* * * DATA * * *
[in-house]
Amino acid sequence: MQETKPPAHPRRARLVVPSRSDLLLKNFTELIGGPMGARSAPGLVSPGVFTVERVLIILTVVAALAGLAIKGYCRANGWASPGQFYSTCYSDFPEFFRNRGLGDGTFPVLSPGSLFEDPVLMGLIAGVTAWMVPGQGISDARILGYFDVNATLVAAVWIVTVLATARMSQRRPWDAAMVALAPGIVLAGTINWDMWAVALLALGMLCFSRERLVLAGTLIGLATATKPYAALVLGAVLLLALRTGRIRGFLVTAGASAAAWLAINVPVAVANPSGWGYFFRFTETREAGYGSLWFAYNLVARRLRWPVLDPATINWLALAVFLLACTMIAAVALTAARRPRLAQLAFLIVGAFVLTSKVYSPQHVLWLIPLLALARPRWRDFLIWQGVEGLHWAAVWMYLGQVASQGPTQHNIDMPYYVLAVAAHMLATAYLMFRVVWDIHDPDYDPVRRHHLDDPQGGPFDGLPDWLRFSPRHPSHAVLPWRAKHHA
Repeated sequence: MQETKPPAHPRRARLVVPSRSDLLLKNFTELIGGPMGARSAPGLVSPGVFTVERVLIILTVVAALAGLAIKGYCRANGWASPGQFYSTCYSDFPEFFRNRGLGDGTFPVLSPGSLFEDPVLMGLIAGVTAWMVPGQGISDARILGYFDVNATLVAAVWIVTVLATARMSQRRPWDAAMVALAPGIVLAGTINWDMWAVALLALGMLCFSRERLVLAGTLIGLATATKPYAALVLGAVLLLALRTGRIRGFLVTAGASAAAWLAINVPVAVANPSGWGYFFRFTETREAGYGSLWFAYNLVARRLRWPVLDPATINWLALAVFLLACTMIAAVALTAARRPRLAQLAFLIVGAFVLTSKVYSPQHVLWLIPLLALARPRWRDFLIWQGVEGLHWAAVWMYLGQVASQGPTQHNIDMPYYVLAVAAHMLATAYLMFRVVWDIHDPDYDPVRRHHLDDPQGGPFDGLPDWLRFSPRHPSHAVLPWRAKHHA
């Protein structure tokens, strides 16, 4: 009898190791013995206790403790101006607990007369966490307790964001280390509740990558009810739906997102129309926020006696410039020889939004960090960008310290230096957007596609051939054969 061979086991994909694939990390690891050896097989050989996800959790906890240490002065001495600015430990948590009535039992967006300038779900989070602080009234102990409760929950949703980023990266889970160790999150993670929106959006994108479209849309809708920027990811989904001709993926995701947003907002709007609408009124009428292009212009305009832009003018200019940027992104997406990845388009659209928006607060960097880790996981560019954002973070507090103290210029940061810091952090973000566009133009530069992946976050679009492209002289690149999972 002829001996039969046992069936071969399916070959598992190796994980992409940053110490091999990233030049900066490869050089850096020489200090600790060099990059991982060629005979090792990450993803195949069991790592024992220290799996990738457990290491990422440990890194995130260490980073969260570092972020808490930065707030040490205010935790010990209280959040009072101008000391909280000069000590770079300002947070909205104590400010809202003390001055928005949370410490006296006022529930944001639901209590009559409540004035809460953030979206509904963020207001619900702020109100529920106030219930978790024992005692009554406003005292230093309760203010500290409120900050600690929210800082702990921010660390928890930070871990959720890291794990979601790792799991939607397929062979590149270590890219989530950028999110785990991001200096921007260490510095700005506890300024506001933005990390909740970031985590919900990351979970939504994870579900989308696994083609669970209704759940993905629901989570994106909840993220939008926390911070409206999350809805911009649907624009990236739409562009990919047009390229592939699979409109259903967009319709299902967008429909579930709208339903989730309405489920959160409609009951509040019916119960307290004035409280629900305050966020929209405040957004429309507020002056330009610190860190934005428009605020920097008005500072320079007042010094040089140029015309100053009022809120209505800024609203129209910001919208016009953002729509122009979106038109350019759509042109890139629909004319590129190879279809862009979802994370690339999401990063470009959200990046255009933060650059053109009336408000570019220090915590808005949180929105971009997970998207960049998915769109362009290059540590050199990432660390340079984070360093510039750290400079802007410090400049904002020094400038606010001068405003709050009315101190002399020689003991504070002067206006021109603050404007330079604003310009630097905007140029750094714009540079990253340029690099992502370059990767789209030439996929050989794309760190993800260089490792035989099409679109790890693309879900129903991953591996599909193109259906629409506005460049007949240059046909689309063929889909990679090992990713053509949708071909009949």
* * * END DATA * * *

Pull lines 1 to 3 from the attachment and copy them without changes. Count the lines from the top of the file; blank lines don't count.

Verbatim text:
[in-house]
Amino acid sequence: MQETKPPAHPRRARLVVPSRSDLLLKNFTELIGGPMGARSAPGLVSPGVFTVERVLIILTVVAALAGLAIKGYCRANGWASPGQFYSTCYSDFPEFFRNRGLGDGTFPVLSPGSLFEDPVLMGLIAGVTAWMVPGQGISDARILGYFDVNATLVAAVWIVTVLATARMSQRRPWDAAMVALAPGIVLAGTINWDMWAVALLALGMLCFSRERLVLAGTLIGLATATKPYAALVLGAVLLLALRTGRIRGFLVTAGASAAAWLAINVPVAVANPSGWGYFFRFTETREAGYGSLWFAYNLVARRLRWPVLDPATINWLALAVFLLACTMIAAVALTAARRPRLAQLAFLIVGAFVLTSKVYSPQHVLWLIPLLALARPRWRDFLIWQGVEGLHWAAVWMYLGQVASQGPTQHNIDMPYYVLAVAAHMLATAYLMFRVVWDIHDPDYDPVRRHHLDDPQGGPFDGLPDWLRFSPRHPSHAVLPWRAKHHA
Repeated sequence: MQETKPPAHPRRARLVVPSRSDLLLKNFTELIGGPMGARSAPGLVSPGVFTVERVLIILTVVAALAGLAIKGYCRANGWASPGQFYSTCYSDFPEFFRNRGLGDGTFPVLSPGSLFEDPVLMGLIAGVTAWMVPGQGISDARILGYFDVNATLVAAVWIVTVLATARMSQRRPWDAAMVALAPGIVLAGTINWDMWAVALLALGMLCFSRERLVLAGTLIGLATATKPYAALVLGAVLLLALRTGRIRGFLVTAGASAAAWLAINVPVAVANPSGWGYFFRFTETREAGYGSLWFAYNLVARRLRWPVLDPATINWLALAVFLLACTMIAAVALTAARRPRLAQLAFLIVGAFVLTSKVYSPQHVLWLIPLLALARPRWRDFLIWQGVEGLHWAAVWMYLGQVASQGPTQHNIDMPYYVLAVAAHMLATAYLMFRVVWDIHDPDYDPVRRHHLDDPQGGPFDGLPDWLRFSPRHPSHAVLPWRAKHHA